Download the flyer.
To register, go to www.alumni.online.unimelb.edu.au/TSagona.
Public Lecture – The 2018 Petrie Oration
Thursday 25 October 2018, 5:15
Australian Institute of Archaeology, Terrace Way, Macleod (La Trobe University, Building TER 11, Melways 873-4)
Dr Craig Barker, The University of Sydney
The Paphos Theatre Archaeological Project has been excavating the theatre of Nea Paphos since 1995. Paphos was the capital city of Roman Cyprus and is now a World Heritage site. Recent excavations have concentrated on the area surrounding the theatrical precinct and have uncovered a paved and colonnaded 8-metre-wide road and a nymphaeum. This talk will explore the implications that these new discoveries have on our understanding of the ancient city. It will discuss what is now known about the relationship of the theatre with other key Roman structures in the city, including the agora, the harbour, the domestic quarters and the north-east city gate and the significant pilgrim’s route to the sanctuary of Aphrodite at nearby Palaepaphos.
For more information, download the flyer.
A paper by Alexander Elliott, University of Melbourne, for the Ancient World Seminar at 1:00 on Monday 15 October in room 224, South Theatre, Old Arts.
“After two centuries of easy living, carrying out peacetime maneuvers and ferrying troops, Rome’s great navy had, like so much else in the Empire, gone soft.” Although written almost 60 years ago, Casson’s (1959) narrative of the Roman navy being consumed by its own decadence and decay still dominates scholarship. Remarkably, few scholars have studied ancient Roman naval history, and the few who have focus largely on the early period before dismissing the topic after the 2nd century. This MA thesis not only argues for its continued existence but aims to understand the transition from an Augustan naval system to that of the late empire over the course of the tumultuous 3rd century. It is my intention to develop an accurate timeframe for this evolution and uncover the reasons for its implementation, as well as provide an in-depth analysis of this system’s organization and function in the late Roman world.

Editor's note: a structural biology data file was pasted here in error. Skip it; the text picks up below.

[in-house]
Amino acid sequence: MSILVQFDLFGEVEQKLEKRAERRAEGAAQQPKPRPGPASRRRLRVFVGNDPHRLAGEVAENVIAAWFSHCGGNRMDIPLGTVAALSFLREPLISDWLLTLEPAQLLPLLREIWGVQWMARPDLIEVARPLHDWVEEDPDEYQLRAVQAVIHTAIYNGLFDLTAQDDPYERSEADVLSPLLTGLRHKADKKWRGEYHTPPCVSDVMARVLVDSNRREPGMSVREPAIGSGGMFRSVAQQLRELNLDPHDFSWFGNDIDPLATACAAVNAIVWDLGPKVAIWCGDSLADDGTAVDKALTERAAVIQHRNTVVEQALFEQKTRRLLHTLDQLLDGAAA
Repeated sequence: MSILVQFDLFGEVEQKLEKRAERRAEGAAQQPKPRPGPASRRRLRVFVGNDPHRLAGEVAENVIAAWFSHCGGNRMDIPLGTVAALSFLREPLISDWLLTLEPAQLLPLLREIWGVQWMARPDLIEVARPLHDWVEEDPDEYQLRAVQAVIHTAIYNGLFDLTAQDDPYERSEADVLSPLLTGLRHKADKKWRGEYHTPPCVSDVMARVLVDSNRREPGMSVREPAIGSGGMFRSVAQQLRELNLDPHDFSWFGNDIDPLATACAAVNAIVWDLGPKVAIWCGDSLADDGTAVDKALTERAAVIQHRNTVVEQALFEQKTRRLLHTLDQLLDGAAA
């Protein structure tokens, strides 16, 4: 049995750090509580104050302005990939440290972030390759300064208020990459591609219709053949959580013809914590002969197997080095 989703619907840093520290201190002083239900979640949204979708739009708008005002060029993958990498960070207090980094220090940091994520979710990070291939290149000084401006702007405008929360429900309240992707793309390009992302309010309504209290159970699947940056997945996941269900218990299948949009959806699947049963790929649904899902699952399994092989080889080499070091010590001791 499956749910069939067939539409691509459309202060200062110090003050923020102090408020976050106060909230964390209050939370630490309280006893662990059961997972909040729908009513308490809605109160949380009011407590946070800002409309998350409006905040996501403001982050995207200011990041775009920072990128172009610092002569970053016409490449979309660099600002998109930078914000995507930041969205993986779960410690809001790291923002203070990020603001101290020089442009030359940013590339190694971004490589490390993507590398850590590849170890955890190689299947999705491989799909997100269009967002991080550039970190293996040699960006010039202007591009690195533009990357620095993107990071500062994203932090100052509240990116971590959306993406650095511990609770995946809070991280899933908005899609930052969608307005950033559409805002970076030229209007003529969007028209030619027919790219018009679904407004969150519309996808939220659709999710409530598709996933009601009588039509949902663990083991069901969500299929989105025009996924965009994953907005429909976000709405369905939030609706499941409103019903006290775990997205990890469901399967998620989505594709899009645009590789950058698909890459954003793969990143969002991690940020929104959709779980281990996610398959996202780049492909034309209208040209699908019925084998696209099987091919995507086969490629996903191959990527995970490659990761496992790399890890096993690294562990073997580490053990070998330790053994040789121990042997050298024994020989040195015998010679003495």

Monday, 15 October; reception 4:45; AGM 5:10; lecture 5:15
Venue: Kaye Scott Room, Ormond College, 49 College Crescent, Parkville
Professor Tim Parkin, Tatoulis Chair in Classics, The University of Melbourne